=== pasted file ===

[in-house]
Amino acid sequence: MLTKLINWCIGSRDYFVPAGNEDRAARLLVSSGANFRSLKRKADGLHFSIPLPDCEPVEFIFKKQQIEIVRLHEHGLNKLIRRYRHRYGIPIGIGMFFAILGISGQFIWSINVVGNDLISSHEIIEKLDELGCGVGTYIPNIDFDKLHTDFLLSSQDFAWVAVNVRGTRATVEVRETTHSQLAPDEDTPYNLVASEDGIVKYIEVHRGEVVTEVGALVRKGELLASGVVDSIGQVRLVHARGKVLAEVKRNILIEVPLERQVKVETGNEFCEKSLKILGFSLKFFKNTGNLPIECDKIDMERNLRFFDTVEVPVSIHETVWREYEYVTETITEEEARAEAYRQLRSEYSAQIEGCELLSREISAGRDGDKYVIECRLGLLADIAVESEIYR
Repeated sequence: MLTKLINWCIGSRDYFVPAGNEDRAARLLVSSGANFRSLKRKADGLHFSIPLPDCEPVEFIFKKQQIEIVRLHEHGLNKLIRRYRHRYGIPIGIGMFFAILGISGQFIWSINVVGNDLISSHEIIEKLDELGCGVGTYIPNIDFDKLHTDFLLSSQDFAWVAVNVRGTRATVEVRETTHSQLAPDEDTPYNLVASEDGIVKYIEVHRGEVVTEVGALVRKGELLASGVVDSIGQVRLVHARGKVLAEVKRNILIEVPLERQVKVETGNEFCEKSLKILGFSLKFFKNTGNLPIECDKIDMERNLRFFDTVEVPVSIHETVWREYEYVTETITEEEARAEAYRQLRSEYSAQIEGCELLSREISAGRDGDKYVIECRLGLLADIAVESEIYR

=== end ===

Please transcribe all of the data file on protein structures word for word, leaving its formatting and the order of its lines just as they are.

[in-house]
Amino acid sequence: MLTKLINWCIGSRDYFVPAGNEDRAARLLVSSGANFRSLKRKADGLHFSIPLPDCEPVEFIFKKQQIEIVRLHEHGLNKLIRRYRHRYGIPIGIGMFFAILGISGQFIWSINVVGNDLISSHEIIEKLDELGCGVGTYIPNIDFDKLHTDFLLSSQDFAWVAVNVRGTRATVEVRETTHSQLAPDEDTPYNLVASEDGIVKYIEVHRGEVVTEVGALVRKGELLASGVVDSIGQVRLVHARGKVLAEVKRNILIEVPLERQVKVETGNEFCEKSLKILGFSLKFFKNTGNLPIECDKIDMERNLRFFDTVEVPVSIHETVWREYEYVTETITEEEARAEAYRQLRSEYSAQIEGCELLSREISAGRDGDKYVIECRLGLLADIAVESEIYR
Repeated sequence: MLTKLINWCIGSRDYFVPAGNEDRAARLLVSSGANFRSLKRKADGLHFSIPLPDCEPVEFIFKKQQIEIVRLHEHGLNKLIRRYRHRYGIPIGIGMFFAILGISGQFIWSINVVGNDLISSHEIIEKLDELGCGVGTYIPNIDFDKLHTDFLLSSQDFAWVAVNVRGTRATVEVRETTHSQLAPDEDTPYNLVASEDGIVKYIEVHRGEVVTEVGALVRKGELLASGVVDSIGQVRLVHARGKVLAEVKRNILIEVPLERQVKVETGNEFCEKSLKILGFSLKFFKNTGNLPIECDKIDMERNLRFFDTVEVPVSIHETVWREYEYVTETITEEEARAEAYRQLRSEYSAQIEGCELLSREISAGRDGDKYVIECRLGLLADIAVESEIYR